In the final experiment, the researchers explored this link between materialism and anti-social behaviour by giving people a simulated resource-management assignment. As before, they sought to identify the impact of the single word ‘consumer’, but this time compared it with the word ‘individual’ rather than ‘citizen’. The participants were asked to read about an imaginary water shortage crisis, and act out the role of the person considered most to blame. They were then asked to rate how they felt about the situation, and how they would approach the solution. When the scenario referred to the participants using the frame ‘consumers’ instead of ‘individuals’, people felt less personally responsible for the problem, were less willing to trust the other players, and were less likely to consider cooperating to resolve the dilemma.
What does this really mean?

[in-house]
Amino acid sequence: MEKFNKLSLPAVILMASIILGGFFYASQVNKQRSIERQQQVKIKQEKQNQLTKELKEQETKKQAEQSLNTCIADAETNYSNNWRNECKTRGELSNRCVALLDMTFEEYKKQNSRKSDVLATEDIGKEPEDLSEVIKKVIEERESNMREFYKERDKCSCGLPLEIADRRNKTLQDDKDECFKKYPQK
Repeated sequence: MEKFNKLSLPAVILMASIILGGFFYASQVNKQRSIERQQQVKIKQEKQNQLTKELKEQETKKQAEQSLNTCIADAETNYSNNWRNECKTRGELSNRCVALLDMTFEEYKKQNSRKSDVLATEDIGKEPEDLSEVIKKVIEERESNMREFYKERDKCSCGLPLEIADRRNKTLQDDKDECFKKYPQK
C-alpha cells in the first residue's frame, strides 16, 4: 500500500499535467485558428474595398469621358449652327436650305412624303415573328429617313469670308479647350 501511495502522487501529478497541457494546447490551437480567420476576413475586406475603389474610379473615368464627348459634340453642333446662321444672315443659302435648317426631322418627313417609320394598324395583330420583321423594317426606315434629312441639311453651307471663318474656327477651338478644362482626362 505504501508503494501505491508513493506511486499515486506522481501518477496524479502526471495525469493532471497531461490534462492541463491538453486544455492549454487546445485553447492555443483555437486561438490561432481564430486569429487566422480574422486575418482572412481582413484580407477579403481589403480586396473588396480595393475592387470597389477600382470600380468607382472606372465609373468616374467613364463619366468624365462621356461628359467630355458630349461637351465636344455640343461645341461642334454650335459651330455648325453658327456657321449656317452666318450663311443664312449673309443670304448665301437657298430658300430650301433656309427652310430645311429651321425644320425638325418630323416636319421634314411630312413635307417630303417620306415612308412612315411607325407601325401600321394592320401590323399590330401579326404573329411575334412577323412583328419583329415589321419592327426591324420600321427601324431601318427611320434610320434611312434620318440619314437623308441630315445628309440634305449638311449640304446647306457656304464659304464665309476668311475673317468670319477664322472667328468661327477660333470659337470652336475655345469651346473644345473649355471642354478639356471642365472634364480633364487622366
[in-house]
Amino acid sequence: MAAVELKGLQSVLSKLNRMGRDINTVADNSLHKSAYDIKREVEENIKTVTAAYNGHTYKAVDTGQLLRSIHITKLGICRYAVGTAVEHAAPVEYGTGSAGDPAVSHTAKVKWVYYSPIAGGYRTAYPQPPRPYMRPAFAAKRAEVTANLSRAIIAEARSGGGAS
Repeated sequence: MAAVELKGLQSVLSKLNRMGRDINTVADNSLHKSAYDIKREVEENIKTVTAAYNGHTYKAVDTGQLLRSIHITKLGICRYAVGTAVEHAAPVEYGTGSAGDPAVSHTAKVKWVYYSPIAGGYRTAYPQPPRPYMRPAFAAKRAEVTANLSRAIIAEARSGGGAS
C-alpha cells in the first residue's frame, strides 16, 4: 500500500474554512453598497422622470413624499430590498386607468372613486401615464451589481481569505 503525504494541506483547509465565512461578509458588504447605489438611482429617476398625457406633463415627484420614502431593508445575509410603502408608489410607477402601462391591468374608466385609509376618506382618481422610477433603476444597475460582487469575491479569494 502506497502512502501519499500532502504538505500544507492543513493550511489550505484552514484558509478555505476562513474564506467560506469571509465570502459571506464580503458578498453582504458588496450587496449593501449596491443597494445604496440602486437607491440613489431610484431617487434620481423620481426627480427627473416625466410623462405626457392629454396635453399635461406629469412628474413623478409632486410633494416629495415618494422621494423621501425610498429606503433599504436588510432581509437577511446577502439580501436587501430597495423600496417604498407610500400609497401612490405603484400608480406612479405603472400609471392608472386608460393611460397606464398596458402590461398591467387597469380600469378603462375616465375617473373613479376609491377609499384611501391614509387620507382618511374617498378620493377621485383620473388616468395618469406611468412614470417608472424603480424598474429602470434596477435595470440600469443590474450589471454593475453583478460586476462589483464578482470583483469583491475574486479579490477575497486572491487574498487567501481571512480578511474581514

Both these studies suggest that allowing economic frames to become part of our everyday speech is likely to have negative side-effects. But how do single words have such an impact on us? The research suggests that it is because we unconsciously associate particular words and phrases with certain values, so words like ‘consumer’ or ‘Wall street’ are more likely to trigger values around wealth, achievement and social status, which in turn are likely to make us feel and act in certain ways. Economics and money are often associated with the self-interested ‘rational economic actor’: homo economicus. And when we are reminded of this identity, we have a greater tendency to act more like him/her, and express similar values.